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 Post subject: Not before time
PostPosted: Tue May 31, 2011 11:34 pm 
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Joined: Tue Jan 22, 2008 2:36 pm
Posts: 459
Location: Rugby
For the first time, a new curriculum has been devised specifically for fee-paying prep schools to give children a better start and prepare them for the demands of secondary education.

http://www.telegraph.co.uk/education/ed ... culum.html


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 Post subject: Re: Not before time
PostPosted: Wed Jun 01, 2011 12:35 pm 
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Joined: Thu Aug 19, 2010 12:57 pm
Posts: 1446
I thought they didn't follow the national curriculum and just used it as a guide line. :?


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 Post subject: Re: Not before time
PostPosted: Wed Jun 01, 2011 12:44 pm 
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Joined: Fri Sep 15, 2006 8:51 am
Posts: 8119
I didn't think they used the national curriculum either.


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 Post subject: Re: Not before time
PostPosted: Wed Jun 01, 2011 5:44 pm 
I thought that was what we were paying for, to free our DCs from the tedium and lack of challenge that is the National Curriculum.


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 Post subject: Re: Not before time
PostPosted: Wed Jun 01, 2011 5:57 pm 
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Joined: Sun Mar 07, 2010 9:16 pm
Posts: 1440
Our son's school didn't follow the national curriculum.


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 Post subject: Re: Not before time
PostPosted: Wed Jun 01, 2011 7:25 pm 
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Joined: Mon Jun 18, 2007 2:32 pm
Posts: 6966
Location: East Kent
I like the national curriculum, it is very broad, not sure where the idea that it doesn;t include much beyond maths and literacy comes from. There are guidelines for all subjects, including PE and art, not just a game of rounders and draw a picture - like it was in my day


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 Post subject: Re: Not before time
PostPosted: Sat Jun 04, 2011 8:12 pm 
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Joined: Mon May 23, 2011 8:02 pm
Posts: 160
We moved our daughter specifically because at the local school the national curriculum essentially meant lots and lots of literacy and numeracy and little else, especially in the run up to yr 6 SATS. This system had left my son at a real disadvantage when he joined a very academic indep secondary school.
Needless to say we feel my daughters move to a prep school free of the NC has massively paid off, she skips out of school every day full of excitement about what she's done. Of course she is still tested regularly on maths, English etc, but the whole process seems a lot less pressured. At primary level it is so nice to be free of league tables and a relatively narrow national curriculum.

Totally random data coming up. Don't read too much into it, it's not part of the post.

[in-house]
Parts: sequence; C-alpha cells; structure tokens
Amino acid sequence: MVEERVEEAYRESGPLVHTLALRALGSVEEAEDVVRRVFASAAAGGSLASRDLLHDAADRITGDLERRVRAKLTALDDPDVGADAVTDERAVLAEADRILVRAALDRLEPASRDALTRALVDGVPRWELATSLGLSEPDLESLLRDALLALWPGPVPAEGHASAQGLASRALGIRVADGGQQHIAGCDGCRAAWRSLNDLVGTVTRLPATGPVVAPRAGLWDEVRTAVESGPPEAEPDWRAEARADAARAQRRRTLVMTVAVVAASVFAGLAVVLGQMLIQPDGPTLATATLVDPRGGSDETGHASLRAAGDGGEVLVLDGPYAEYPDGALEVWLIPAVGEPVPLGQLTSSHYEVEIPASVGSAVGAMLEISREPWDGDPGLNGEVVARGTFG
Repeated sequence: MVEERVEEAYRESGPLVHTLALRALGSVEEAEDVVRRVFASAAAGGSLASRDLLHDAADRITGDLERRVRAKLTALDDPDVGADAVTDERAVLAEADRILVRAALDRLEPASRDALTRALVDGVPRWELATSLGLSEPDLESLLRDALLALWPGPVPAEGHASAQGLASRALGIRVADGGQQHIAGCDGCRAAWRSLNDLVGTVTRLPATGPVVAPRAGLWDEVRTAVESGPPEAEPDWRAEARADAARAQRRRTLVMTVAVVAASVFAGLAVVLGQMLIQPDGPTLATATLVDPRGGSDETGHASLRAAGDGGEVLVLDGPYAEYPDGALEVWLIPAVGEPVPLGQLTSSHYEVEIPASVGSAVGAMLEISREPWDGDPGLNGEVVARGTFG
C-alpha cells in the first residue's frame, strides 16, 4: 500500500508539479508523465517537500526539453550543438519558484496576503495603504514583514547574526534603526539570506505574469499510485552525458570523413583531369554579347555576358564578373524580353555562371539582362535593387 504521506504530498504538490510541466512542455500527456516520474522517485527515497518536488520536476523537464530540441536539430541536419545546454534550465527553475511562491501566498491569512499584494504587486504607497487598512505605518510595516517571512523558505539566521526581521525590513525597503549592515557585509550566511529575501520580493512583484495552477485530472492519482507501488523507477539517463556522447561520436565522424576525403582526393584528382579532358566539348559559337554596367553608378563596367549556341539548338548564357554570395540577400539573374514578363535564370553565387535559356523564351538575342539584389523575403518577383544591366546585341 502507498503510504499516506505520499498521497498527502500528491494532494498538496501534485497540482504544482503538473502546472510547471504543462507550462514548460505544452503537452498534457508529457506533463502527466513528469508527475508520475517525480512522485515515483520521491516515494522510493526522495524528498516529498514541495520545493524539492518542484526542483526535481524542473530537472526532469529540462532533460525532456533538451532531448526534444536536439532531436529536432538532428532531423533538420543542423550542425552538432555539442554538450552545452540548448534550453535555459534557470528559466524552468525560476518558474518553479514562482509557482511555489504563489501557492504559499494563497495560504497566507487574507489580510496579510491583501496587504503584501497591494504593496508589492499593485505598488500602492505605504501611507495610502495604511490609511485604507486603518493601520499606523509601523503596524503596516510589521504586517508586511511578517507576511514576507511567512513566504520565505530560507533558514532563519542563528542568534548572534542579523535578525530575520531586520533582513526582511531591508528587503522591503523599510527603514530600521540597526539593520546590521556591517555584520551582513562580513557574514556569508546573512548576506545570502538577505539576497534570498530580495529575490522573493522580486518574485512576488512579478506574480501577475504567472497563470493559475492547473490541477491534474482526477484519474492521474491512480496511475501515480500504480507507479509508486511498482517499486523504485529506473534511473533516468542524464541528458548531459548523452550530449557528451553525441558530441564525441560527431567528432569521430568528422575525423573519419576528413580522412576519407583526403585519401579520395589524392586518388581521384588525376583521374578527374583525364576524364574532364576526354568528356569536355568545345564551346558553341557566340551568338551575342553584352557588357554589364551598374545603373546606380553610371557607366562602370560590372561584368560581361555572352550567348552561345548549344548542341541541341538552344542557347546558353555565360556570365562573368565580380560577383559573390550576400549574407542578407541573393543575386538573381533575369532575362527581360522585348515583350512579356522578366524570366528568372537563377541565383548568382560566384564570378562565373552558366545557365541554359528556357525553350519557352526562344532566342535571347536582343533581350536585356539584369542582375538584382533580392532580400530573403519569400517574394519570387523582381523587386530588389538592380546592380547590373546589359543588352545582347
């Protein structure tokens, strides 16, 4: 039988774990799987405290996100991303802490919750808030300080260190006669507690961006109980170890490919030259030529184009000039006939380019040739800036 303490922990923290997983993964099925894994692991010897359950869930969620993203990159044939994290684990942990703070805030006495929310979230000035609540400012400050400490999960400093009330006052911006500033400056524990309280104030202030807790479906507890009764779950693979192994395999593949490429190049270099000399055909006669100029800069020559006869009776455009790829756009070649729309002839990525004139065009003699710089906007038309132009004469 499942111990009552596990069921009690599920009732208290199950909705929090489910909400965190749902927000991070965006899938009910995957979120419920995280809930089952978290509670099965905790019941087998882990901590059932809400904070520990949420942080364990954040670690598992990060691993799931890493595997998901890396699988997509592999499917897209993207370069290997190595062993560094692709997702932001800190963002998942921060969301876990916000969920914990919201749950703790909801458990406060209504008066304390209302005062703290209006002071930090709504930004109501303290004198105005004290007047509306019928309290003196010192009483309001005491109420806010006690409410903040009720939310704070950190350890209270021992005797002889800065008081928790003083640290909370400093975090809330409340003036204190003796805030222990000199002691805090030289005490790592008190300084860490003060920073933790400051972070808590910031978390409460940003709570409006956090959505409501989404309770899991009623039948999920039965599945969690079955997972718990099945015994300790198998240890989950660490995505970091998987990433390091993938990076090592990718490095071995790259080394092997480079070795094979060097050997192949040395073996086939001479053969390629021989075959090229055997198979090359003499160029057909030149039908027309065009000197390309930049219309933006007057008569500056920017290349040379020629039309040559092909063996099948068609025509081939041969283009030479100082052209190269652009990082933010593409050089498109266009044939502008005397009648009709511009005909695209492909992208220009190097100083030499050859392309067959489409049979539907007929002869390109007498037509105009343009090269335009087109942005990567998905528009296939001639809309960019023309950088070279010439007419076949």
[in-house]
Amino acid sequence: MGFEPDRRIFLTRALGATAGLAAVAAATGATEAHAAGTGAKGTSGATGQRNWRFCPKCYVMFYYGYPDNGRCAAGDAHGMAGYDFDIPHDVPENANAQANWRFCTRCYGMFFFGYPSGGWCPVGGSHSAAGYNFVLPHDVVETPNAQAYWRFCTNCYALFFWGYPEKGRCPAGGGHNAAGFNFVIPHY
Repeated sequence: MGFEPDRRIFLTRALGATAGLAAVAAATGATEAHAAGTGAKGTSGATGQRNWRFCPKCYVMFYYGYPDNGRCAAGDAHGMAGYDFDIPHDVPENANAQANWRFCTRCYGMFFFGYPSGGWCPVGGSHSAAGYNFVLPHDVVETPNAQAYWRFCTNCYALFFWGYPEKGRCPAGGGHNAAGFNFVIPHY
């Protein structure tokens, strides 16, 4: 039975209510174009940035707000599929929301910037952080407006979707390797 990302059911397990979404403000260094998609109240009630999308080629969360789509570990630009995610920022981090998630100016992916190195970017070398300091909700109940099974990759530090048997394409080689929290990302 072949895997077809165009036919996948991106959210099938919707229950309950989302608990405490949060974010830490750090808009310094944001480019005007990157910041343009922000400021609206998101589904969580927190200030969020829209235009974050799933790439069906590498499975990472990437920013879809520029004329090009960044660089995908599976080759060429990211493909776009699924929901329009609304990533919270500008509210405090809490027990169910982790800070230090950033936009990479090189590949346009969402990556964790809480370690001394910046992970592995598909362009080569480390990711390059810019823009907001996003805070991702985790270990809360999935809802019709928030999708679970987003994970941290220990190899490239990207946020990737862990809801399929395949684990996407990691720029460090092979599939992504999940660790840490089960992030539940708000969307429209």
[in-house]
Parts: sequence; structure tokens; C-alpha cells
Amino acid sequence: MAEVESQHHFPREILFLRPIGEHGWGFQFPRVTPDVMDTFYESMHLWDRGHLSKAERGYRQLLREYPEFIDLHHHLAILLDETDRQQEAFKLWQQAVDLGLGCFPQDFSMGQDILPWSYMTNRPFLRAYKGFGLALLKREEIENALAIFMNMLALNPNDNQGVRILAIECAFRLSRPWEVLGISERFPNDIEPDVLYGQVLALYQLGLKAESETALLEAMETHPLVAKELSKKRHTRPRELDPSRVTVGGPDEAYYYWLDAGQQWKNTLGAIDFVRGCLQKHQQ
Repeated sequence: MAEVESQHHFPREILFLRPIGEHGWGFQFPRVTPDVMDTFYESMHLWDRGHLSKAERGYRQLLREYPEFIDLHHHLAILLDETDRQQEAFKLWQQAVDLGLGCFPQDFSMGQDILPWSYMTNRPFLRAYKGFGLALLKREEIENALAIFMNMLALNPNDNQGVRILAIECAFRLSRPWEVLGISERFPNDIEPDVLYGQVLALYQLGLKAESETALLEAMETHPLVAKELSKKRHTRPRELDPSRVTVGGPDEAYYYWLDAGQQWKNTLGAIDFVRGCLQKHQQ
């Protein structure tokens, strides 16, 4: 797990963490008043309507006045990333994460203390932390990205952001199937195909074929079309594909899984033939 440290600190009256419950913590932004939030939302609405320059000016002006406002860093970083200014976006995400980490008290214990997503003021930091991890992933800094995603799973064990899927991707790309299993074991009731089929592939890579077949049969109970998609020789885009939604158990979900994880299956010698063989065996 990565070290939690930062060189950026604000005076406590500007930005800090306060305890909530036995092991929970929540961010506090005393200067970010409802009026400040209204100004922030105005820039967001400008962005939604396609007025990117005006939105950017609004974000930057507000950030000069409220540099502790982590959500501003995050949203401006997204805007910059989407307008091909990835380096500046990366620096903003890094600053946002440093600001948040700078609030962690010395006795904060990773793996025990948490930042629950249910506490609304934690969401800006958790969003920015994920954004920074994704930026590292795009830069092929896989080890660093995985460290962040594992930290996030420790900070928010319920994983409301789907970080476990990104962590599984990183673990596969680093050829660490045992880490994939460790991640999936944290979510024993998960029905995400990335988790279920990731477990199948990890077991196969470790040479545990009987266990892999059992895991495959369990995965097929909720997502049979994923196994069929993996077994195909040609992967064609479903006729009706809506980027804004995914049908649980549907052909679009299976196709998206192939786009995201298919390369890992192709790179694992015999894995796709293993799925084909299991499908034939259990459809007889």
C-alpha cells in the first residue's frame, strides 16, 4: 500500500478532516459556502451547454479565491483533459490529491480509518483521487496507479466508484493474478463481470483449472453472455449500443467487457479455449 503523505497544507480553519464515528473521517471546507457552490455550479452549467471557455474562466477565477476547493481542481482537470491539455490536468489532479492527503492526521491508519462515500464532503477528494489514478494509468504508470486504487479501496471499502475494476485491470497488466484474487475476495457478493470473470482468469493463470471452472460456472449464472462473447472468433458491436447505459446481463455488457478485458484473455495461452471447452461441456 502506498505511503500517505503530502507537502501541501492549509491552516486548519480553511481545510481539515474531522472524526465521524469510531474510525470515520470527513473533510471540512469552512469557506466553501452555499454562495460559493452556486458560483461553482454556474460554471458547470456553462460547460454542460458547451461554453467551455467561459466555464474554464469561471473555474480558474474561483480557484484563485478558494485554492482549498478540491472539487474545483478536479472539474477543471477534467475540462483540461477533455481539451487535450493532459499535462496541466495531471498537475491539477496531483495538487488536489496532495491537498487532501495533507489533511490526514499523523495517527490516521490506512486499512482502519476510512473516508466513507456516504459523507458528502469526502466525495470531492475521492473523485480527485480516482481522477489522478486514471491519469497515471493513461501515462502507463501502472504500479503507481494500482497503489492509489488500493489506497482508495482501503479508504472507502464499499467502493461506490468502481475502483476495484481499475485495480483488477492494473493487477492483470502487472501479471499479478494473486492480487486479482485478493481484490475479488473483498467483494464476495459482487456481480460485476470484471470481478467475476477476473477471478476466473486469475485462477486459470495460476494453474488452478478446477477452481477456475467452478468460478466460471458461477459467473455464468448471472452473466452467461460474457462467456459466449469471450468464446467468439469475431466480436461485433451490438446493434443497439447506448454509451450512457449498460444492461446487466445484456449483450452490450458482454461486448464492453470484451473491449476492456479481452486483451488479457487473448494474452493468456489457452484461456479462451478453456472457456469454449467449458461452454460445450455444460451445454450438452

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 Post subject: Re: Not before time
PostPosted: Sat Jun 04, 2011 8:19 pm 
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Joined: Mon Jun 18, 2007 2:32 pm
Posts: 6966
Location: East Kent
The national curriculum covers all subjects..
http://curriculum.qcda.gov.uk/key-stage ... index.aspx


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 Post subject: Re: Not before time
PostPosted: Sat Jun 04, 2011 8:23 pm 
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Joined: Mon May 23, 2011 8:02 pm
Posts: 160
I agree, but the national league tables only publish results for yr 6 in Maths and English, hence the emphasis in some schools on these subjects in yr 6. Not in all schools, but certainly in the one my children went to which was always towards the top of the league tables. I'm sure other schools cover the curriculum more broadly.


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 Post subject: Re: Not before time
PostPosted: Sat Jun 04, 2011 9:27 pm 
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Joined: Sun Mar 07, 2010 9:16 pm
Posts: 1440
Totally agree with you Yummiemummie, we took our youngest out of his state primary for exactly the same reason. It was such a shame that when they covered a history or geography topic, the children were asked to do a project during a half term holiday and the occasional art lessons were rushed through with no time for the children to enjoy them or be at all creative. I can't speak for all schools, but this was certainly our experience. He was beginning to fall behind and always said that apart from break and lunchtime, school was boring. However, when he went to his new school, which did not follow the national curriculum, he blossomed and loved school. It was wonderful to see him so happy.


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